In harmony with the history of Methodism as soon as the emigrant wagon had made a permanent halt on the prairies of Lancaster County, the Methodist Episcopal itinerant was on its trail. In 1867, the Reverend Robert Hacoks was appointed to what was then called the Lancaster Circuit. Elder J.M. Young who founded the town of Lancaster, later Lincoln, brought with him a group of Christian immigrants and established the first Methodist Church. Among the group was Luke Lavender, the grandfather of Mrs. Belle Vance, a resident of the Havelock area. Mr. Lavender completed the first homestead residence at what is Fourteenth and O streets.
The history of the church coincides with that of the Havelock Burlington Shops. In 1873 the Chicago, Burlington and Quincy Railroad was formed by merging with the Burlington and Missouri Railroad of Iowa. On November 2, 1887, Mr. Albert E. Touzalin, president of the new organization, purchased three sections of land in the Havelock area, and formed the Lancaster Land Company. The board of directors built shops to repair and manufacture locomotives. On June 13, 1892 in a double brick building the first job of repairing locomotives by forty workmen was begun.
Although Mr. Touzalin died before he could see the fruits of his hopes and careful planning, he had the honor of naming this new center of activity. He chose the name of Major-General Sir Henry Havelock, K.C.B., one of the strongest characters of English history, a man whom Mr. Touzalin had always admired.
Soon after the opening of the Burlington Shops, a Prayer group was organized by people who sought Christian fellowship. The meetings were held in Johnsons’ Hall, located at the corner of what is now 62nd and Ballard Ave. This group included Mesdames E. T. Wood, F. H. Baker, C. F. Clemens, R. D. Johnson, William Berry, F. J. Aldenbruch, and S. L. Brown. Other early members of the church included Mr. Myron Short, Mr. & Mrs. C. A. Holderness, Mr. & Mrs. Summer Fulton, Mr. & Mrs. Palmeter, Mrs. William Parrott, and Mrs. W. H. Prescott and her two daughters.
From 1890 to 1893 supply pastors served the organization. When the Conference met in 1893 the Rev. W. H. Prescott was assigned to Havelock. He had first come to Lincoln in 1888 as the assistant pastor of St. Paul Methodist church. He and a group of women “the Faithful Twelve” planned the erection of the first building.
One fund-raising project of “the Twelve” was a quilt of brick-shaped blocks on which were embroidered the names of persons who contributed to the building fund. Later this quilt was presented to Rev. Prescott and his wife.
On October 20, 1893 the excavation for the foundation was begun on lots one, two, and three of the original Havelock plot. The address at that time was 13th and Howard Streets. The lots were donated by the Lancaster Land Company.
The building was erected largely by men from the Burlington Shops, who worked outside of their regular working hours. The first services were held in the nearly completed church January 14, 1894. With elegant pews from Wabash, Indiana, and beautiful cathedral glass windows. The church was 60 feet by 60 feet with two class rooms on both the east and west sides, separated from the main room by green baize doors that slid upward. The original cost was $4,500 the church was dedicated April 15, 1894.by Dr. Jesse Bowman of St. Louis. Later that year, a bell was placed in the steeple of the church, and women build the first wooden sidewalk leading to the church.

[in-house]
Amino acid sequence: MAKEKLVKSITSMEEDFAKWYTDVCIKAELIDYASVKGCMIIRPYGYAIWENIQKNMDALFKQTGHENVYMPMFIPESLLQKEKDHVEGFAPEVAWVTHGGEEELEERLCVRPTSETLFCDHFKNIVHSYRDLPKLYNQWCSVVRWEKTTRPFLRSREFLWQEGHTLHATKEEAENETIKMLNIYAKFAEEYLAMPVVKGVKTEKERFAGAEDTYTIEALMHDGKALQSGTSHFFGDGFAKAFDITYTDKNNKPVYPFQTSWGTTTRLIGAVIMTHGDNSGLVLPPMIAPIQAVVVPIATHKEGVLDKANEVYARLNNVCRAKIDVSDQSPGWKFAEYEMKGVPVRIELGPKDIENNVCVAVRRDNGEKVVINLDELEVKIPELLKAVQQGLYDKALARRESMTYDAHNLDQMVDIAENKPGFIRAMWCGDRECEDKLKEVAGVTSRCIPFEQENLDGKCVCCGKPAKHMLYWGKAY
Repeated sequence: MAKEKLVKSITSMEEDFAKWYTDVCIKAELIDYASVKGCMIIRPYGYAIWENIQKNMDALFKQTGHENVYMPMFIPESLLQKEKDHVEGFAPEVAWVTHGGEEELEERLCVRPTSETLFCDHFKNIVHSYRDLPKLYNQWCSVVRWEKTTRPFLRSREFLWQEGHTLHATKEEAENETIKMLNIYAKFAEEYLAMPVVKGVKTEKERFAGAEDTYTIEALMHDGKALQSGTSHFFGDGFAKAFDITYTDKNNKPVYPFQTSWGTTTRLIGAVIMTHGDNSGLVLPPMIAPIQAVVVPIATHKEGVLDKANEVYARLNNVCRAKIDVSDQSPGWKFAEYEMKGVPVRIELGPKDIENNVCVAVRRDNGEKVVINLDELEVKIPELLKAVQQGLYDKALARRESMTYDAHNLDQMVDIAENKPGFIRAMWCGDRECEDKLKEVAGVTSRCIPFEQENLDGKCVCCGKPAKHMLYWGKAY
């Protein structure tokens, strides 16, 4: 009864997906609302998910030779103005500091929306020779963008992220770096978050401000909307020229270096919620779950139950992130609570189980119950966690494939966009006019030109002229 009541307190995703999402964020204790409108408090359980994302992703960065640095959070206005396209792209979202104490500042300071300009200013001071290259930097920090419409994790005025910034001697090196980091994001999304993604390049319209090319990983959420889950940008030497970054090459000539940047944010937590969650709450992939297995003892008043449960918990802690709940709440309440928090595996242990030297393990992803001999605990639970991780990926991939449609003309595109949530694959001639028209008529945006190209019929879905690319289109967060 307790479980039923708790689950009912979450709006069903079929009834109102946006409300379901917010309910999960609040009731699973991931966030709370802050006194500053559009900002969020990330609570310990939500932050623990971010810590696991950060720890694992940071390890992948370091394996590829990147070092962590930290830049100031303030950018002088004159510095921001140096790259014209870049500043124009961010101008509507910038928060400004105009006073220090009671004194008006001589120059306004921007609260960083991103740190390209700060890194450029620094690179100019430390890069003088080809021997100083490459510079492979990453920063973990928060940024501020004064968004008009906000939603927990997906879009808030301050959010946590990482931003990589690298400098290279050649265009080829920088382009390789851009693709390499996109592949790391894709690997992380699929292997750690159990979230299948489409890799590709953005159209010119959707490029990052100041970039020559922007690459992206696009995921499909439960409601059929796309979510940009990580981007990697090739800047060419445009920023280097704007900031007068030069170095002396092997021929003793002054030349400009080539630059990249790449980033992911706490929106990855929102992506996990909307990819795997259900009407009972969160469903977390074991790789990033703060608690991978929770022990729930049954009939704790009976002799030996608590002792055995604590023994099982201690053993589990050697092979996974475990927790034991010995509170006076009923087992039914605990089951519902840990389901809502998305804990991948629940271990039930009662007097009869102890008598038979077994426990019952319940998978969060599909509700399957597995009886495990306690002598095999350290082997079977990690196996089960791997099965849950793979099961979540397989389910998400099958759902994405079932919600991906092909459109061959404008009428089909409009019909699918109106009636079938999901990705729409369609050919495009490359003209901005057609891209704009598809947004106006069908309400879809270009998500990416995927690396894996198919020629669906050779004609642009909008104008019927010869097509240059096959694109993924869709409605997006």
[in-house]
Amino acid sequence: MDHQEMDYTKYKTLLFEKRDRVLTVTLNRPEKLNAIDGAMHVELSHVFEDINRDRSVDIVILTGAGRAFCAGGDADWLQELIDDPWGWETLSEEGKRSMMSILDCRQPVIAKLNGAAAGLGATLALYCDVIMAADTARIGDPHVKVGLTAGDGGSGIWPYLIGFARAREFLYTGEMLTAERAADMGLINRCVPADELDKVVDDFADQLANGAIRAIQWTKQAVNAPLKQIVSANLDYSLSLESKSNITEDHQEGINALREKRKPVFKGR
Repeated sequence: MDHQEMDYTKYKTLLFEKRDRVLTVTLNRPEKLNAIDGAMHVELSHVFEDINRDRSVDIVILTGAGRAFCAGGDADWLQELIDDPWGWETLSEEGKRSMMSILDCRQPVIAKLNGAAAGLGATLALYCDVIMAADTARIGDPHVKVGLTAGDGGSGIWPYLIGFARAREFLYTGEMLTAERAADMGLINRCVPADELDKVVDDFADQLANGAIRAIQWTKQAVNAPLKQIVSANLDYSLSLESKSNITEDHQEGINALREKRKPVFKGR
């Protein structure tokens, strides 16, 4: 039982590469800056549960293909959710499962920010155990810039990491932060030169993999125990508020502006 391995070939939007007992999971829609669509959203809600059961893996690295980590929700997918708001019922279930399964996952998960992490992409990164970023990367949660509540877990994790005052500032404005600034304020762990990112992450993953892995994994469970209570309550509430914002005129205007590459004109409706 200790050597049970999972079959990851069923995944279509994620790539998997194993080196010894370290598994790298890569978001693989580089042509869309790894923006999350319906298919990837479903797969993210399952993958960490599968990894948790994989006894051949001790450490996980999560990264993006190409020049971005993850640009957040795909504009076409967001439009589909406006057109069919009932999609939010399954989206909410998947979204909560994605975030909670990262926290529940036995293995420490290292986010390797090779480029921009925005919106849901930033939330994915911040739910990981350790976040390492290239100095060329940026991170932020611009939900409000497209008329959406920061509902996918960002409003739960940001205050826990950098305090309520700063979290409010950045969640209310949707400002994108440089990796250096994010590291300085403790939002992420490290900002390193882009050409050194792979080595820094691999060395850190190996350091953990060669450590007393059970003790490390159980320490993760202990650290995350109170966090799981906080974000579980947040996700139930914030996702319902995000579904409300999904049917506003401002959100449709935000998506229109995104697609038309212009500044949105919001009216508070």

A parsonage of seven rooms was begun. Te cost was covered by subscriptions with the exception of $250 which was borrowed from the Board of Church Extension.
In 1913 the church was raised and a basement added, also, the entrance was changed from the north to the east all at the cost of $2,000. In 1922 the old parsonage was sold and a new one purchased at 6018 Kearney Avenue. A debt of $1250 was later finished with pennies gathered by the Sunday School.
The Men’s Sunday School Class built the Brotherhood room an addition to the east class room in 1922. It was used for meetings of the various groups of the church.
Not too long after this, a group interpreting Biblical Scripture differently broke from the class and organized the Havelock Christian and Missionary Alliance Church. This later became Rosemont Alliance Church.
In July 1922 a disastrous railroad strike occurred. It was never resolved and caused considerable violence when outside workers were hired to replace those who did not return by a given date. Every facet of community life was adversely affected, including the churches. The bitterness lived on for many years. In 1929, following the stock market crash, there was a period of depression and unemployment. The Burlington Shops were shut down for seven months, leaving six hundred men out of work. To add to the Depression, a drought left the farming area without crops. At the time a Congregational Church, one block east of the Methodist Church, closed because of the bad economic situation. Some members joined in worshiping with the Methodists and some became members.
Bryan Memorial Hospital was built in 1926. The Methodist women of Lincoln helped raise funds for the hospital. From the time the hospital was built Havelock Methodist women have been active in the organization of Bryan Women’s Board.Jay, A. Gamer, A. Johnson, Thatcher, J. Maxwell, E. Young, H. Anderson, W. Ross, B. Schoonover, G. Bell, Unknown, H. Elmore, G. Burt, Rev. R. Miller.